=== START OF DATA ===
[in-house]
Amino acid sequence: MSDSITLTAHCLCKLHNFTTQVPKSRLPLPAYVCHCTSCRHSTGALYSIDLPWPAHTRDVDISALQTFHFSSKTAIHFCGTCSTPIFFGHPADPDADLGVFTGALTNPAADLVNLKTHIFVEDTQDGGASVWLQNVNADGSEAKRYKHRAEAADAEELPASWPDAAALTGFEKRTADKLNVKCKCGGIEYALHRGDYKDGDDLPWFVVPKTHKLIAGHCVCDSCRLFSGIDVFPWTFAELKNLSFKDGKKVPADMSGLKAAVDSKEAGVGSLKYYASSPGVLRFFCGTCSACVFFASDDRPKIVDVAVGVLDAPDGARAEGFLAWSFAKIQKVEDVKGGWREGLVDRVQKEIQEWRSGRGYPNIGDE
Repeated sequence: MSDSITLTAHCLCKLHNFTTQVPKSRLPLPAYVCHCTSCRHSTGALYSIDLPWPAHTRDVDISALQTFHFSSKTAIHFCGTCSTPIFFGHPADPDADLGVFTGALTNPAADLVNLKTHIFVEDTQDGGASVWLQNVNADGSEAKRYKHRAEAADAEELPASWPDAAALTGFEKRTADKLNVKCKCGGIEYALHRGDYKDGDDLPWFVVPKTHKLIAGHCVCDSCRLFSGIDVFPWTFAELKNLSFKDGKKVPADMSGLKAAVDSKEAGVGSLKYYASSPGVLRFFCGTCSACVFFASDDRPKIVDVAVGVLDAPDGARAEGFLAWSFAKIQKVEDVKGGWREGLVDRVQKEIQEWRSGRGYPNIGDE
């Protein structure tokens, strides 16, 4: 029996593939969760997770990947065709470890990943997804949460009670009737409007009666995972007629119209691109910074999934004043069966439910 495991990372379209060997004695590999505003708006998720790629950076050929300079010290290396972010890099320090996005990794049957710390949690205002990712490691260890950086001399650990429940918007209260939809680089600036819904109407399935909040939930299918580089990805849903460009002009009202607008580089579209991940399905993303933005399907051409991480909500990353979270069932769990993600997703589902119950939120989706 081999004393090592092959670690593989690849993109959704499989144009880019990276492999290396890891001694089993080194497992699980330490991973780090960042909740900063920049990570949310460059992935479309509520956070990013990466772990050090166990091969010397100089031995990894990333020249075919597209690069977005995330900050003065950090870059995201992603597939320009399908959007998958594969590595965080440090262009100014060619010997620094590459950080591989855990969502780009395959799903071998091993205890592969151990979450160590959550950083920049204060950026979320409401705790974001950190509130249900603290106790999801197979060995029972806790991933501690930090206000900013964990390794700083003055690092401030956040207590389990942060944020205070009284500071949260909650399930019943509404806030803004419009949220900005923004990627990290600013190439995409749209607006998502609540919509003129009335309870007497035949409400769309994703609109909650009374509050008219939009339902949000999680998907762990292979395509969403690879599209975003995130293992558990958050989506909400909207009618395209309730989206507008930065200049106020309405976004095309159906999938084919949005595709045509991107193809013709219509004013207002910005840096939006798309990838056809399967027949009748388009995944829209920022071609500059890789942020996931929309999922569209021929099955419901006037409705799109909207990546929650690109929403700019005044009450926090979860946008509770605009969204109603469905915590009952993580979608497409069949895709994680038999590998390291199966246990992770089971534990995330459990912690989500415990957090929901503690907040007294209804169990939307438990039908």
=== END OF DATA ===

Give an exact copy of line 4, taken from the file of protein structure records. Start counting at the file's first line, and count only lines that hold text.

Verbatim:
């Protein structure tokens, strides 16, 4: 029996593939969760997770990947065709470890990943997804949460009670009737409007009666995972007629119209691109910074999934004043069966439910 495991990372379209060997004695590999505003708006998720790629950076050929300079010290290396972010890099320090996005990794049957710390949690205002990712490691260890950086001399650990429940918007209260939809680089600036819904109407399935909040939930299918580089990805849903460009002009009202607008580089579209991940399905993303933005399907051409991480909500990353979270069932769990993600997703589902119950939120989706 081999004393090592092959670690593989690849993109959704499989144009880019990276492999290396890891001694089993080194497992699980330490991973780090960042909740900063920049990570949310460059992935479309509520956070990013990466772990050090166990091969010397100089031995990894990333020249075919597209690069977005995330900050003065950090870059995201992603597939320009399908959007998958594969590595965080440090262009100014060619010997620094590459950080591989855990969502780009395959799903071998091993205890592969151990979450160590959550950083920049204060950026979320409401705790974001950190509130249900603290106790999801197979060995029972806790991933501690930090206000900013964990390794700083003055690092401030956040207590389990942060944020205070009284500071949260909650399930019943509404806030803004419009949220900005923004990627990290600013190439995409749209607006998502609540919509003129009335309870007497035949409400769309994703609109909650009374509050008219939009339902949000999680998907762990292979395509969403690879599209975003995130293992558990958050989506909400909207009618395209309730989206507008930065200049106020309405976004095309159906999938084919949005595709045509991107193809013709219509004013207002910005840096939006798309990838056809399967027949009748388009995944829209920022071609500059890789942020996931929309999922569209021929099955419901006037409705799109909207990546929650690109929403700019005044009450926090979860946008509770605009969204109603469905915590009952993580979608497409069949895709994680038999590998390291199966246990992770089971534990995330459990912690989500415990957090929901503690907040007294209804169990939307438990039908």